My plate is empty. The turkey will not be ready for several hours. Still I stay near the kitchen, plate in one hand, silverware in the other. No one is behind me, but I fear if I leave my post for even a second, a line will form in my absence. Today will not turn out like the last few Thanksgivings. I refuse to once again watch all the others devour legs and wings and white meat while I suffer the remains of a turkey neck and scrapings from the bottom of the mash potato bowl. I shall do more than drink the juicy remains of the vegetables. Attention yams and green beans, be ready for consumption. At long last, I will finally learn the flavor of home-made stuffing.
I shall have desert! This year I will actually taste the hot apple pie instead of being taunted by the lingering aroma that proved it had once existed. And I will have it ala mode! I can already envision a hearty scoop of French vanilla slowly melting over the piping hot wedge of pie. Or perhaps I would rather enjoy a slice of cheddar dissolving into the crust. The decision will be hard. But wait, I am first in line, I can have my pie in both fashions. No dilemma here.
Checking the clock, it is still two hours before dinner will be ready. The roasting bird has spread its tantalizing smell throughout the house. My mouth salivates in anticipation. I set my plate and silverware momentarily down. Fearful of drooling, I tuck a corner of a napkin into my collar, smooth the opposite corner to my belly, and pull the cross corners to each shoulder. I retrieve my place setting.
I hope this plate is large enough. I try to estimate how I will divide the portions onto it. Right away I know half the plate will be dedicated to holding meat. That leaves the other half for stuffing, mash potatoes, green beans and a roll. It's going to be a tight fit, and I haven't even calibrated the gravy coverage. Gravy should cover the white meat and the potatoes, but what about the stuffing. Should I give the stuffing a healthy dose of gravy? Decisions, decisions...
Oh, no, I forgot about the cranberry. The plans I made for my plate did not include cranberry. Perhaps I can slide a portion between turkey leg and the roll. If necessary, I can place my roll on top of the white meat. This should free up about two inches for the cranberry. That won't work, I just recalled that the roll will be setting atop the green beans. Should I mix the cranberry with the green beans? This is getting harder and harder to figure out. I should go grab pencil and paper so I can create a scale design for my thanksgiving plate. Yes, that's what I'll do. No guests have arrived yet. I think I can risk going into my study for sketch materials. I set my dinner plate and silverware down, and head to the room down the hall.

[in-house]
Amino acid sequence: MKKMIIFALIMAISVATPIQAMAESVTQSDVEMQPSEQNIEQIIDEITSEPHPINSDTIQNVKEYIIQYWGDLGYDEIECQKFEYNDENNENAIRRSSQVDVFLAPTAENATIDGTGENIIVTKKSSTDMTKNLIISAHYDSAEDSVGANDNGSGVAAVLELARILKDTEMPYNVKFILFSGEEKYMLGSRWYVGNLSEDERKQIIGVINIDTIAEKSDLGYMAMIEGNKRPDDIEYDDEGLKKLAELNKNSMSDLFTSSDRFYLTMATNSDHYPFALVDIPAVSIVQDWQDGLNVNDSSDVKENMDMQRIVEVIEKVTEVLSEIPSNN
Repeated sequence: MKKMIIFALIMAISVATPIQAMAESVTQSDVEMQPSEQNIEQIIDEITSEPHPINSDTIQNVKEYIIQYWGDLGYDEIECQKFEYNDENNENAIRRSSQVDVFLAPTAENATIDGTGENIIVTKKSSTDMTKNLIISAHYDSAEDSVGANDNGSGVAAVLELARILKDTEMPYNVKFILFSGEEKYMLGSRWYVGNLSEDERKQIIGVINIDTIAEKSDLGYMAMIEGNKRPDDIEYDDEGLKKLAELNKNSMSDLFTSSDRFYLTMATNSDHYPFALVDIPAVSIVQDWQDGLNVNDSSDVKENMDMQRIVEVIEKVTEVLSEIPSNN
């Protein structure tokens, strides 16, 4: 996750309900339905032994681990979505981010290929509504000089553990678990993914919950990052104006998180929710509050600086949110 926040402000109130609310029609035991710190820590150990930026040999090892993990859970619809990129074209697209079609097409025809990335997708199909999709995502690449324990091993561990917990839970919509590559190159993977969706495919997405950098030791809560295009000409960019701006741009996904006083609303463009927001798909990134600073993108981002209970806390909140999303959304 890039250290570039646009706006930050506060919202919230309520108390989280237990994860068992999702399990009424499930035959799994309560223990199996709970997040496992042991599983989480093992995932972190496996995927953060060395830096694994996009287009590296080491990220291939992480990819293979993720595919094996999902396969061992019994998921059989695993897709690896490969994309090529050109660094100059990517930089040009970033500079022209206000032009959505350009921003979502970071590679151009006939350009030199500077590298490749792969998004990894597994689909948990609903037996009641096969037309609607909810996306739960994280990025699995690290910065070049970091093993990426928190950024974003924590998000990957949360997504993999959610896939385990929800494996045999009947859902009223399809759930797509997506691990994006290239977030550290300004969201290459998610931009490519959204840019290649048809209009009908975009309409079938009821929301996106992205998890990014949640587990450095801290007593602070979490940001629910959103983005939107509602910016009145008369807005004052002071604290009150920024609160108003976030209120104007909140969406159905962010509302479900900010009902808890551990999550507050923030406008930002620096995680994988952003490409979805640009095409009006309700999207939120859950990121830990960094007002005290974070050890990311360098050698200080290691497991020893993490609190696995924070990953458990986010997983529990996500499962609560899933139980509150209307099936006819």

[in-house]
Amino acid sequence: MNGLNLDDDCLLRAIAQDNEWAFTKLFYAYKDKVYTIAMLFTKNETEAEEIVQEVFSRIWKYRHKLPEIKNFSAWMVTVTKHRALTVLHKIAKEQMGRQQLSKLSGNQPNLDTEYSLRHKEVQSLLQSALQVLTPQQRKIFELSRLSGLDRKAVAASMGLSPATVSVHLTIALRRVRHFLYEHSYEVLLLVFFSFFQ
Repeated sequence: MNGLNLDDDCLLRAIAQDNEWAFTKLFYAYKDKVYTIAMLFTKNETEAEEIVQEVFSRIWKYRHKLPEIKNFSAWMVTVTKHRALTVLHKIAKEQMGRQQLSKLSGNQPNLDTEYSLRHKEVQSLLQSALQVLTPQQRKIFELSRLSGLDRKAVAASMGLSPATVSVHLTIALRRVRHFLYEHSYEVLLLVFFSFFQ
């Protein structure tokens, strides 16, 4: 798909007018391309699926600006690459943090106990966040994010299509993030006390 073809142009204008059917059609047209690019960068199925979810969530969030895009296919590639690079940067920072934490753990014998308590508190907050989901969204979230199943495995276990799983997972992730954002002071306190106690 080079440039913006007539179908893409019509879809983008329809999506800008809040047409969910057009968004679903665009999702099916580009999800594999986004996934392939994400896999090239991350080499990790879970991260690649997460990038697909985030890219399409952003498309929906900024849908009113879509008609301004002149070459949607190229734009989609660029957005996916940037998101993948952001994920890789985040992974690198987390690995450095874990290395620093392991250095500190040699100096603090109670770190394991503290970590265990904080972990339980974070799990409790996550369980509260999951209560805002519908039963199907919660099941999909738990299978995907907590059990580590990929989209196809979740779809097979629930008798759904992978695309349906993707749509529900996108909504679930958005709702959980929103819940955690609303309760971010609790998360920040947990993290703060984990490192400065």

I find a drawing pad and start to look for pencils. I want a number 6b lead for drawing. 6b is a soft lead good for either light or dark lines. Looking through a drawer of pencils and pens, I'm not having any luck finding a 6b. After a fruitless search, I settle on a substitute lead, a 4b. 4b is a little harder than 6b, and leaves a lighter mark. It will have to do. I use a sharpener on the pencil and bring it to fresh point. Now to find an eraser. I'm not as picky about erasers, and a grab a pink pearl. This will suffice.
Upon my return to the kitchen, I discover Bob standing in my place. I lost the top spot on my venture to the study. I look at the clock and see that almost two hours has gone by. I had been so busy planning out my plate and looking for pencils, that two hours had sped by. I will have to settle on being number two. This is still a big improvement over my prior year position as dead last. I greet Bob and wish him a happy Thanksgiving. He shakes my hand and returns the good wishes.
I hear a commotion from the living room as more guests arrive. Linda, my better half and holiday chef, greets them by saying they are just in time. Dinner is ready. She returns to the kitchen and pulls the bird from the oven. I hear Sheila call out for Bob. They have been married for over a decade and have four children. Bob yells to her that he's in the kitchen. Sheila greets me as she passes by and stands next to Bob. She then calls out to the kids to come get in line. The little brats join their parents and have brought another brat with them. I have been shoved back to the eight position in line. The extra brat belonged to Jim and Marsha. They saunter up to their child and thank him for holding a place for them. I have been relegated to the tenth spot.
Bob and Sheila are being served as two more guests arrive. It is Sheila's parents. She instructs the kids to make room for Grammy and Grampy. These old people haven't been in the house a full minute and they were already at the head of the food line. The line is slowly moving along. I stare up ahead to watch the vittles slowly vanish.
I have ended up being last again. By the time it is my turn the choice delights have been taken. I am left with half a turkey neck and the scrapings from the mash potato bowl. Once again, I am the last person to get Thanksgiving dinner. Next year, I shall get in line a day earlier.